Health care: Start preparing now for new mental health parity rules — Business Management Daily: Free Reports on Human Resources, Employment Law, Office Management, Office Communication, Office Technology and Small Business Tax Business Management Daily

Health care: Start preparing now for new mental health parity rules

by on
in HR Management,Human Resources

The Mental Health Parity and Addiction Equity Act of 2008 takes effect beginning Oct. 3, ushering in a new era of health insurance coverage—and potentially higher costs for employers.

That’s why it’s crucial to start discussing the implications of the law with your insurance carrier or broker right away.

Beginning with insurance plans that renew on or after Oct. 3, the law requires coverage for any mental health services your plan offers to be at least on a par with your medical coverage. That means deductibles, copays, cost sharing, out-of-pocket limits and treatment limits must be the same for the mental health coverage you offer as they are for physical conditions.

It applies to group health and self-insured plans that cover 50 or more employees.

For most employers (and employees), health insurance premiums will increase modestly—maybe 1% or 2%. But some plan costs could go up much more.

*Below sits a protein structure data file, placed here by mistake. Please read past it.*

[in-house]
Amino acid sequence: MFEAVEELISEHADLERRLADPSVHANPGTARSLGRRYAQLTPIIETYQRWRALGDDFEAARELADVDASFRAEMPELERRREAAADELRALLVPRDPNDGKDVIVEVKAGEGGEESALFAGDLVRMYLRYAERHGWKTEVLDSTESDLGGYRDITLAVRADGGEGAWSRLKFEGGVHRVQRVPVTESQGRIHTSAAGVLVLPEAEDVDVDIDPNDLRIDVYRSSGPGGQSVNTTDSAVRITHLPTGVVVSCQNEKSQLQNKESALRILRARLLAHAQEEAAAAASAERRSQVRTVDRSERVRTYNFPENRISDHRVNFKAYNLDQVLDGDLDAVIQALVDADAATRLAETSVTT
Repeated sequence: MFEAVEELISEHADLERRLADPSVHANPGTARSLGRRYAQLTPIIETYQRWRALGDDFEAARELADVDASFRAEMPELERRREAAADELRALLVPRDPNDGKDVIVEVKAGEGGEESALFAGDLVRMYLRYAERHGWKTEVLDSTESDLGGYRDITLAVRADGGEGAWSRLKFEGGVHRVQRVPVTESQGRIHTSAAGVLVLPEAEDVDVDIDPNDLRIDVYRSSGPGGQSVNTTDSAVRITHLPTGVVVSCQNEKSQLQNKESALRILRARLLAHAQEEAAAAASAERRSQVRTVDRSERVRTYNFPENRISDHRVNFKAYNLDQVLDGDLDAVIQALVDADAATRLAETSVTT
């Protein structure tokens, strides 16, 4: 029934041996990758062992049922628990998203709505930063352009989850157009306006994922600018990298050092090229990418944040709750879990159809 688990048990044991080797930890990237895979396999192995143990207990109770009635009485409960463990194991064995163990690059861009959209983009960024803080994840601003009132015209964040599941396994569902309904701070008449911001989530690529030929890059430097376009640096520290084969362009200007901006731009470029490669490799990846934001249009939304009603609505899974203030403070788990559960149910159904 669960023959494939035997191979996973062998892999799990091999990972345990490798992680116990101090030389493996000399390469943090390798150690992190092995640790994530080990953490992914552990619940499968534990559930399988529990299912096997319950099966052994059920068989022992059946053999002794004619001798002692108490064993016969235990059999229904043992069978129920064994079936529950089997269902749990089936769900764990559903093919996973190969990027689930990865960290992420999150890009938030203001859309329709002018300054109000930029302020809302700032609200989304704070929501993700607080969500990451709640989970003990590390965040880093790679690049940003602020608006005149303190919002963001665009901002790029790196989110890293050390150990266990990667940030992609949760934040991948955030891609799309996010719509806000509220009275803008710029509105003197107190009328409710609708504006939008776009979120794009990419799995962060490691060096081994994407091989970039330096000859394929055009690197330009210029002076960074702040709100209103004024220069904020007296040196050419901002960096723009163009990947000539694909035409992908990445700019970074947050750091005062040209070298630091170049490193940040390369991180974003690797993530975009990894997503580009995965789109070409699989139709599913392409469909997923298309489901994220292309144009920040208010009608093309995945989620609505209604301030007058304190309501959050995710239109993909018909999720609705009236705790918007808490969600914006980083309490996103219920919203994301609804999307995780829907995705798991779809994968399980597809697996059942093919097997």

Most employer-provided health plans renew on Jan. 1, so you probably have time to work with your carrier or broker to integrate your plan coverage.

According to Steve Melek, an actuary with Milliman, Inc., and an expert on mental health parity, here are the steps you’ll need to take to prepare for the change:

1. Assess your risk exposure. It might not be too bad. Melek says, “Emerging research indicates that there can be a positive return on investment to integrating physical and behavioral care.”

2. Evaluate how employees have used your existing mental health coverage. How much have you been spending per year? Which conditions have been covered? Can you spot any utilization patterns?

3. Catalog your utilization history. Having an inventory of claims for therapist visits and prescription drug claims, for example, will help you set benchmarks and decide whether you need to offer more coverage.

4. Review your existing carrier’s network of mental health services providers. Is it adequate for your employees’ needs?

5. Finally, consider who should provide mental health coverage. Do you want to have your medical insurance carrier also provide mental health coverage, or should you look at coverage from a separate provider?

Melek has prepared a white paper discussing the new law in detail. You can download “Preparing for parity: Investing in mental health” for free.

HR Specialist Premium Plus subscribers can download our free report, “37 Health Care Cost Containment Strategies.”

Leave a Comment